Thursday, December 31, 2015


Here's a different way of looking at a disease. It is the most commonly diagnosed gastrointestinal condition, and direct and indirect costs of this disease can be up to $30 billion dollars a year. This is probably because it is the second highest cause of work absenteeism (behind the common cold). The prevalence in North America is approximately 10 to 15%, yet only 15% of patients seek medical attention. Young patients and women are more likely to have it; there is a 2:1 female to male predominance. This disease makes up 25-50% of referrals to gastroenterologists.

Challenge: What is it?

Monday, December 21, 2015

Are You Serious?

A family comes into urgent care, all complaining of abdominal cramps, nausea, and vomiting. One of them also has diarrhea. Earlier today, they ate fried rice.

Challenge: What's the diagnosis?

Image is in the public domain.

Thursday, December 17, 2015

Well, I Tried

Though not planned, I guess there are no cases this week. Oops! I'll have them over the holiday week next week. Sorry about that. I know I also have to get around to posting answers - it's all on the to-do list.


Thursday, December 10, 2015

Not Seasickness

A 30 year old woman with depression presents with dizziness after being on a boat (or using a flight simulator or being on a water bed). When she's on a boat, she feels a sense of swaying or rocking, like she's walking on uneven ground. She doesn't feel like the room is spinning around her, but rather she just has disequilibrium. She does not feel nauseous. She's never had motion sickness or seasickness. Her physical examination is normal. Vestibular tests are normal. She is treated with benzodiazepines.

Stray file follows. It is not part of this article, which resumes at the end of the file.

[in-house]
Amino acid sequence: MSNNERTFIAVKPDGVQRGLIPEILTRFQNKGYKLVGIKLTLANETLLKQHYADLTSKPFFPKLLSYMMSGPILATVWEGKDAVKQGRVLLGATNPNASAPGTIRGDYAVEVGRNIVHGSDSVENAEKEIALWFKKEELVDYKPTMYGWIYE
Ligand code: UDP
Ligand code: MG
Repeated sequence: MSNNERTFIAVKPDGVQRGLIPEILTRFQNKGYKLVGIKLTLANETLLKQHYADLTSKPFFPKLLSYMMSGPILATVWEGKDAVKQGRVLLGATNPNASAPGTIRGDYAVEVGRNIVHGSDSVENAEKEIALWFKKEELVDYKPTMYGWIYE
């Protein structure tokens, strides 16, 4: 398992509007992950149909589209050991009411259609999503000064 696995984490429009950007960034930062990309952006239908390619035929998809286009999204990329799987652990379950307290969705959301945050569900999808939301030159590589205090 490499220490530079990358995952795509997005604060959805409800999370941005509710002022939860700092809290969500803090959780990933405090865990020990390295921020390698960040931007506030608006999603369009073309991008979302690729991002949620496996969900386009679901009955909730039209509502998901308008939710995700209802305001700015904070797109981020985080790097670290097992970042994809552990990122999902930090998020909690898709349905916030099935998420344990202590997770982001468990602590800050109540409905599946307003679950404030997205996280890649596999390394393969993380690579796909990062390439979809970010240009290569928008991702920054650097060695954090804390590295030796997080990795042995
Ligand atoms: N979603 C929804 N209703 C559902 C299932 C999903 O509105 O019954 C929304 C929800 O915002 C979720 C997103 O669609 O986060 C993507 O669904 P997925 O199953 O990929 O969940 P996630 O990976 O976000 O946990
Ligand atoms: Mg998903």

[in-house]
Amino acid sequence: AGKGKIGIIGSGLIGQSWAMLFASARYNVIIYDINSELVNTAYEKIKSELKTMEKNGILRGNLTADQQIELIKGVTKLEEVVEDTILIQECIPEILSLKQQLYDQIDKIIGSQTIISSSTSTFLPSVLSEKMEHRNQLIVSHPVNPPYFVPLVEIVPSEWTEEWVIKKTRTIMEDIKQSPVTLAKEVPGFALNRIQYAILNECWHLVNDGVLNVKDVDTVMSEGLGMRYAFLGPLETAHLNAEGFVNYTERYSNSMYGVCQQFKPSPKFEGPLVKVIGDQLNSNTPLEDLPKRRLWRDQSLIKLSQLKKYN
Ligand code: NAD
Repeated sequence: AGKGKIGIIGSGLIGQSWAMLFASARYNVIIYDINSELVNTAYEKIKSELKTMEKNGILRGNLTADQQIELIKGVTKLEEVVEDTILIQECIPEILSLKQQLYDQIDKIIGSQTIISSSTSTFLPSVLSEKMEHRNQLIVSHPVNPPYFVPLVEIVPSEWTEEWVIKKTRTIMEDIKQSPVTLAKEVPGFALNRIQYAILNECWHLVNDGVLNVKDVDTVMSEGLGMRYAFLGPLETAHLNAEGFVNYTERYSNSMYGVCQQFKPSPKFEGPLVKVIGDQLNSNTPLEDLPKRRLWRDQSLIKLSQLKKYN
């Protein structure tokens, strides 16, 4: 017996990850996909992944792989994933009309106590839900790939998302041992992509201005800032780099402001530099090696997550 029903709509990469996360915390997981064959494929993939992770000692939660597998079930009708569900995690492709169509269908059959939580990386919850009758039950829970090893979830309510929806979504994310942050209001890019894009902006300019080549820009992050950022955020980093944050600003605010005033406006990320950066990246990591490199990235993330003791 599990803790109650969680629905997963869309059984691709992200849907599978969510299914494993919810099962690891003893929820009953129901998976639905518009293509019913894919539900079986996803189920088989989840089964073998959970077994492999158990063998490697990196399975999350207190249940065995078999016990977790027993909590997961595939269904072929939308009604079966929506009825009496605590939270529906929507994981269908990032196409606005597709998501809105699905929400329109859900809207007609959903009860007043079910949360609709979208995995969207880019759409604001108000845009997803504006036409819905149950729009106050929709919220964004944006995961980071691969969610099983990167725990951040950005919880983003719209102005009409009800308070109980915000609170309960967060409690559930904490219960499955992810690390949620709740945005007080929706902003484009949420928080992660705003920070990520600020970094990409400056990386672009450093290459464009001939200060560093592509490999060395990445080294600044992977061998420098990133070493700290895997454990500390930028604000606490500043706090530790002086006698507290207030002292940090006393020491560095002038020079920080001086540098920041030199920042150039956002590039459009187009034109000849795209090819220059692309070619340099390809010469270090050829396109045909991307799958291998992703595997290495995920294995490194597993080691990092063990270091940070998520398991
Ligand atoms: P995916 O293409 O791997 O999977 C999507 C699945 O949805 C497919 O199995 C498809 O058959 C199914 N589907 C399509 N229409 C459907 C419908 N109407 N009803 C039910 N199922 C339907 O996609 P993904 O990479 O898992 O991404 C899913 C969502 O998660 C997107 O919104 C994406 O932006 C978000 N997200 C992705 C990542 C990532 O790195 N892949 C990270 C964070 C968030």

Challenge: What's the diagnosis?

Monday, December 7, 2015


Challenge: What category is this tracing?

Image shown under Fair Use.

Thursday, December 3, 2015


Here's a great case! This blood smear is from a patient with massive hemolysis. In fact,the laboratory called because routine chemistries are not working correctly and they cannot cross-match the blood. The patient initially presented with multiple knife wounds in a fight over black tar heroin (he also does skin popping). He had severe pain at the site of the injuries and was admitted to the hospital for monitoring, but over the last 24 hours, has become quite ill. He was transferred to the intensive care unit with tachycardia, fever, and shock. He is developing renal failure. The skin over his injuries has developed a bronze appearance with some red and purple discoloration. The skin is tense and exquisitely tender. There are some bullae present.

Challenge: What's the diagnosis?

Interlude - QuantiaMD

Since readers of this blog might be interested in other websites with "case of the day" type presentations, I wanted to put a plug in for QuantiaMD. It is a community for health care practitioners (requiring an MD, DO, NP, or PA degree to sign up) with focused educational videos on many topics throughout medicine (from basic diagnosis and treatment of diseases to health care policy to physician well-being). Every field from radiology to surgery to oncology is covered. There are lots of "mystery" cases similar to the material I have here. Participating in it leads to rewards, which makes it fun and engaging. The material is pretty solid and it awards CME credits. If you're interested, check it out: QuantiaMD. It does require you to verify your clinician status. Full disclosure - I do get a referral if you sign up.